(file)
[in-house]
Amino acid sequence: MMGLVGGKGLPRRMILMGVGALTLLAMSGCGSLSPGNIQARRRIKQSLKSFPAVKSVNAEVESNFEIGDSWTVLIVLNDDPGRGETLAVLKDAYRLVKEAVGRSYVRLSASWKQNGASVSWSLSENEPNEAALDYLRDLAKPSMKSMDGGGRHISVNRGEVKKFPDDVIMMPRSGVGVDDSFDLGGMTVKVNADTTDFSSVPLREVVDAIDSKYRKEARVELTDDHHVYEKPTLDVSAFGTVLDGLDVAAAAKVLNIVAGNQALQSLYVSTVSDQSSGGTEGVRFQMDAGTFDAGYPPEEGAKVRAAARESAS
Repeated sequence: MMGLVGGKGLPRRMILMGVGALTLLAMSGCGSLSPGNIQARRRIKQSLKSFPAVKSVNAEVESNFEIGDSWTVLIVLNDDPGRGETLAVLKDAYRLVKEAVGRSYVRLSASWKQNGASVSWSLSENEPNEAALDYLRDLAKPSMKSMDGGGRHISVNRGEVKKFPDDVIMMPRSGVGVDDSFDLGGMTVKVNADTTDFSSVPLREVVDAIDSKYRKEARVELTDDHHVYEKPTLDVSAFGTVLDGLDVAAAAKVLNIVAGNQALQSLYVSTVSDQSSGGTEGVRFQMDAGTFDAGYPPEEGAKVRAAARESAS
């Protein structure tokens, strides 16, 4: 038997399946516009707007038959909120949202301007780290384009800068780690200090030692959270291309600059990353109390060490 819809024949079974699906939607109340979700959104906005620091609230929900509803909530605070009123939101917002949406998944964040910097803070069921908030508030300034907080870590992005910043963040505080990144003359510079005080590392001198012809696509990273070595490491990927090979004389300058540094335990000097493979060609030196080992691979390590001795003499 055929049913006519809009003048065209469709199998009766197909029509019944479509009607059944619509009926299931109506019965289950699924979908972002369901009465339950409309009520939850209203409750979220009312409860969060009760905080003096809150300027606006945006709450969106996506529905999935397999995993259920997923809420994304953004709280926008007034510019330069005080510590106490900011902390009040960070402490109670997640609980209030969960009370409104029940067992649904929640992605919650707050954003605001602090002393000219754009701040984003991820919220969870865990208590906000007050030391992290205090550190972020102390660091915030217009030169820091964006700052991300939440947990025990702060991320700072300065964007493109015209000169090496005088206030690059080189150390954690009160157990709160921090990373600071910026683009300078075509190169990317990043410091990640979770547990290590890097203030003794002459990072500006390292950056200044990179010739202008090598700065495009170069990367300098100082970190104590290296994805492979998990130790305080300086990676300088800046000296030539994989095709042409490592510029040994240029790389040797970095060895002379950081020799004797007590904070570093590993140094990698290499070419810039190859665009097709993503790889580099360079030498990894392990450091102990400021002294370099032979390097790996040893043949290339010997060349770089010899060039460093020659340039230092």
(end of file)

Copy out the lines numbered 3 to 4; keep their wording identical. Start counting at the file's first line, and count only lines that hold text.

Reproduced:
Repeated sequence: MMGLVGGKGLPRRMILMGVGALTLLAMSGCGSLSPGNIQARRRIKQSLKSFPAVKSVNAEVESNFEIGDSWTVLIVLNDDPGRGETLAVLKDAYRLVKEAVGRSYVRLSASWKQNGASVSWSLSENEPNEAALDYLRDLAKPSMKSMDGGGRHISVNRGEVKKFPDDVIMMPRSGVGVDDSFDLGGMTVKVNADTTDFSSVPLREVVDAIDSKYRKEARVELTDDHHVYEKPTLDVSAFGTVLDGLDVAAAAKVLNIVAGNQALQSLYVSTVSDQSSGGTEGVRFQMDAGTFDAGYPPEEGAKVRAAARESAS
């Protein structure tokens, strides 16, 4: 038997399946516009707007038959909120949202301007780290384009800068780690200090030692959270291309600059990353109390060490 819809024949079974699906939607109340979700959104906005620091609230929900509803909530605070009123939101917002949406998944964040910097803070069921908030508030300034907080870590992005910043963040505080990144003359510079005080590392001198012809696509990273070595490491990927090979004389300058540094335990000097493979060609030196080992691979390590001795003499 055929049913006519809009003048065209469709199998009766197909029509019944479509009607059944619509009926299931109506019965289950699924979908972002369901009465339950409309009520939850209203409750979220009312409860969060009760905080003096809150300027606006945006709450969106996506529905999935397999995993259920997923809420994304953004709280926008007034510019330069005080510590106490900011902390009040960070402490109670997640609980209030969960009370409104029940067992649904929640992605919650707050954003605001602090002393000219754009701040984003991820919220969870865990208590906000007050030391992290205090550190972020102390660091915030217009030169820091964006700052991300939440947990025990702060991320700072300065964007493109015209000169090496005088206030690059080189150390954690009160157990709160921090990373600071910026683009300078075509190169990317990043410091990640979770547990290590890097203030003794002459990072500006390292950056200044990179010739202008090598700065495009170069990367300098100082970190104590290296994805492979998990130790305080300086990676300088800046000296030539994989095709042409490592510029040994240029790389040797970095060895002379950081020799004797007590904070570093590993140094990698290499070419810039190859665009097709993503790889580099360079030498990894392990450091102990400021002294370099032979390097790996040893043949290339010997060349770089010899060039460093020659340039230092």